Friday, July 3, 2015

Walmart Pulls The Plug on Puny Prototype .

Happier times at the Walmart on Campus at Georgia Tech 
Mega retailer shuttering "campus" store at Georgia Tech.

Bentonville, Arkansas-based Walmart has decided to close its nearly two year old "Walmart on Campus" test store at Georgia Tech.  The store, dubbed "world's tiniest Walmart," was about 2,500 square feet and opened in August, 2013 on 5th Street at Technology Square.  The store's last day of business is today, July 3rd.  

The store was stocked with college essentials like writing implements, printers and paper as well cold cuts, snacks, ice cream and other food items.  The store also had a full service pharmacy with prescriptions (not directed elsewhere) being transferred automatically to the Walmart Supercenter at The District at Howell Mill.   

When it opened, the Georgia Tech location was the third of such "Campus" locations to open with the others being at the campuses of the University of Arkansas in Fayetteville (3,300 square feet) and the second at Arizona State University (5,093 square feet.)  

An approximately 3,700 square foot store that opened near the University of Missouri in early 2014 was first announced as a "Campus" location but opened under the "Walmart Express" banner. A store representative indicated to me that the store will soon become a "Walmart Neighborhood Market." 

A 4,100 square foot store "Campus" store opened this past April at Virginia Commonwealth University in Richmond, Virginia, and will reportedly remain a "Campus" store for now.  

I spoke with a Walmart representative who said of the possible closure of any other Campus locations "no way, that store (Fayetteville) makes way too much profit for them to close."  I spoke with a store employee at the U of A store in Tempe who said her store is not closing either.  

Walmart reportedly runs each store with what one might call a skeleton crew of about ten employees.  The store is reportedly only staffed by a single employee during "off peak" hours of basically any time other than "noon-3pm."

A press release distributed by Georgia Tech gave no explanation for the closure in Atlanta. A facebook page specific to the Georgia Tech store has already been deleted.  A brief search of the interwebs returns several interesting theories from REDDIT users.  

"The side of Tech Square that Georgia Tech owns is (sort of) required to accept BuzzCard. If you don't accept BuzzFunds, Tech will raise the rent on the property until you accept BuzzFunds or leave. You either die a hero or live long enough to accept BuzzFunds."

"Yeah, apparently Walmart couldn't accept buzz funds because of some deal with Visa."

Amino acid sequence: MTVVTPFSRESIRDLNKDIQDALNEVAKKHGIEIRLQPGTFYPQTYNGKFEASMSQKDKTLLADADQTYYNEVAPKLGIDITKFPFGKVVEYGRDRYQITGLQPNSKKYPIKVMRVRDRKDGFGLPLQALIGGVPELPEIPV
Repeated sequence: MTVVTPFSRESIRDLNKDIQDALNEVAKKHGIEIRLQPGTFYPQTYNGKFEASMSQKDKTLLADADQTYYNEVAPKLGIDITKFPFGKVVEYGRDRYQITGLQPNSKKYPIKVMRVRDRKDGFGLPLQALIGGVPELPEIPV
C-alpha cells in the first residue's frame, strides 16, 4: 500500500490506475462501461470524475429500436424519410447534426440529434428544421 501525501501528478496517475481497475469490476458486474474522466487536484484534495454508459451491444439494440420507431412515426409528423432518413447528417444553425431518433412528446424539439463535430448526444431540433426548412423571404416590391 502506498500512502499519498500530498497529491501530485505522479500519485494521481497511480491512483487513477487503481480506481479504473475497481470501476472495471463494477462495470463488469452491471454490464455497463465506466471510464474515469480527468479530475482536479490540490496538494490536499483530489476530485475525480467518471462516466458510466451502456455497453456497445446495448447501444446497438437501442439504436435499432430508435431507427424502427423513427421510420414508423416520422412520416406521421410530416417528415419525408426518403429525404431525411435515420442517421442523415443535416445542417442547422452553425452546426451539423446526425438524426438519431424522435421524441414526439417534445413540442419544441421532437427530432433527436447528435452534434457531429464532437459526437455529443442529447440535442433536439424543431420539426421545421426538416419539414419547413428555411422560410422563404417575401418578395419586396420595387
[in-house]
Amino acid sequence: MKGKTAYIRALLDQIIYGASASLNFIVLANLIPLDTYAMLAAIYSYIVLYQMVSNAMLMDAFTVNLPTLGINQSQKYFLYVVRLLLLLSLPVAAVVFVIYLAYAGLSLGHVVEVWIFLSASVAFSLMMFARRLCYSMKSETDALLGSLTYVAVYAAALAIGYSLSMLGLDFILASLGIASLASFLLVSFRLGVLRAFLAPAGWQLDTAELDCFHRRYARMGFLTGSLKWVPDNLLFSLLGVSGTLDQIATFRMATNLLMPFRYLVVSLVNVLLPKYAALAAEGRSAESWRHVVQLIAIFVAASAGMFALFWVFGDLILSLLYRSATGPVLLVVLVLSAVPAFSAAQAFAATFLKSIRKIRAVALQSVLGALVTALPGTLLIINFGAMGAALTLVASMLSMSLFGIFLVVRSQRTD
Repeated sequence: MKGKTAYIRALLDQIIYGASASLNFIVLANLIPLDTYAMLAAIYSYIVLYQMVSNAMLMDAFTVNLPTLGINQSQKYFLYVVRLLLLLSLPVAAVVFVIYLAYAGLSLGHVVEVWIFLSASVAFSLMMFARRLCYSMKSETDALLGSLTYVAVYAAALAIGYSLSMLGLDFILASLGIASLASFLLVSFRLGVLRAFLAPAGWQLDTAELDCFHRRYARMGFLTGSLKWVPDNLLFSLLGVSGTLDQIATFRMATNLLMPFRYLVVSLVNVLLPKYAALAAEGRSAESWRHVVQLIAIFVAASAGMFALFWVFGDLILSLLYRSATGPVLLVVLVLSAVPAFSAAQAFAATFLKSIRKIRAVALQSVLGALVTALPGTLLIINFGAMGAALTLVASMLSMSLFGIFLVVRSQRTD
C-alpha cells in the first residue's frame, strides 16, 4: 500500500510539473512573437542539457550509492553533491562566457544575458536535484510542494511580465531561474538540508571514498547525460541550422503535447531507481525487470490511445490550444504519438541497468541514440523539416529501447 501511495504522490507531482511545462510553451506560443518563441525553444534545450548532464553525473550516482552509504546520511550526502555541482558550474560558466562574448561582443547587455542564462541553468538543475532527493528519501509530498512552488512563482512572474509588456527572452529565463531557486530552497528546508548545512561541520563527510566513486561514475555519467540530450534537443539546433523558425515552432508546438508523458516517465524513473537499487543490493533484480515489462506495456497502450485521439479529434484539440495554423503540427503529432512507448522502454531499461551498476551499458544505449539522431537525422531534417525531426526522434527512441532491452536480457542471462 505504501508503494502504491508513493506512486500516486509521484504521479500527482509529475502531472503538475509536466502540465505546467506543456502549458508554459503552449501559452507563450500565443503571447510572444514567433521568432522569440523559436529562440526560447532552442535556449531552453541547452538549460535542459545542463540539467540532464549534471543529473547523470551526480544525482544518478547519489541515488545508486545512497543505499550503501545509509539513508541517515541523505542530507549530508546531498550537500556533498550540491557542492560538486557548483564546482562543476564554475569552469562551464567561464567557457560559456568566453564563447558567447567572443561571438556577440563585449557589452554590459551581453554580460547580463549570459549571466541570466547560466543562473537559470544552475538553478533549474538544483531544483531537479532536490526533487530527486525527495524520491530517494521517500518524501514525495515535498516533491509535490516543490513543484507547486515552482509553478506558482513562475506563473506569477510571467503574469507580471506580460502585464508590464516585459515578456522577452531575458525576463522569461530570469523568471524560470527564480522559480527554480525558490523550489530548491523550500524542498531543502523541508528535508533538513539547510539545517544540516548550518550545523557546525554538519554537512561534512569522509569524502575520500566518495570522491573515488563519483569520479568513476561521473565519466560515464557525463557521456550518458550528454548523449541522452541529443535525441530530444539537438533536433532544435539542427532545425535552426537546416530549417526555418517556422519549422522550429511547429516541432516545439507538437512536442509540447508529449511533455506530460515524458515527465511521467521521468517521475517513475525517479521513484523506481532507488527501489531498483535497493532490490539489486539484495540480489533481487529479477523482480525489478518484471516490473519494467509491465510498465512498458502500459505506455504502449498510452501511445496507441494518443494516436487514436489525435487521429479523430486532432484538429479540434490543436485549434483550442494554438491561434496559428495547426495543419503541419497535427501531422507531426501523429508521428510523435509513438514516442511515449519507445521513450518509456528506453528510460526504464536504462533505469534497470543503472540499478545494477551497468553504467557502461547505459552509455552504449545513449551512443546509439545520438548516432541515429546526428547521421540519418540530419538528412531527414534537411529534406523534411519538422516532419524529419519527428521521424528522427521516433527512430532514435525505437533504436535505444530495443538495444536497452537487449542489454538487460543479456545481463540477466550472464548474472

"What I heard is that the lease was up, and Wal-Mart wanted to buy the property from Tech, who refused. So Wal-Mart just left."

"I heard Walmart came under some new management for this region and the new guys just don't like the idea of a convenience store Walmart. Considering this was an experiment anyway they basically decided to shut it down."

Walmart has been aggressively expanding its "Walmart Neighborhood Market" concept in Georgia with about a dozen locations either recently open or in the works.  Last fall, the company announced it would rebrand their existing network of twenty-one "Walmart Express" stores under the "Walmart Neighborhood Market" moniker.

A roughly 12,000 square foot Walmart Express opened late last year in Ashburn, Georgia but was immediately rebranded under the Neighborhood Market banner.  Ashburn is located in Turner county, south of the city of Atlanta, between Cordele and Tifton.  The Ashburn store was the only "Express" store to exist in Georgia.  

The Express stores averaged 15,000 square feet, while the typical Neighborhood Market store is about 40,000 square feet.  By comparison, most fullsize Walmart stores are well in excess of 100,000 square feet.   


Anonymous said...

Dammit! I loved this little store. It was awesome to be able to get basics and essentials in this area at Walmart's low prices. My guess is that the pharmacy business didn't pan out like they were thinking it would. That part of the store never looked too busy, and since the margins on those products must be greater than on gum and frozen pizza, maybe it didn't make sense to stay open. Too bad.

Anonymous said...

That's too bad. There's one at Delta and it's an amazing convenience.

jeff a. taylor said...

Would really like to hear from GaTech officials on the Buzz Card thing. I'm real certain it is in the charter of a public university to use currency arbitrage as part of its ongoing operations.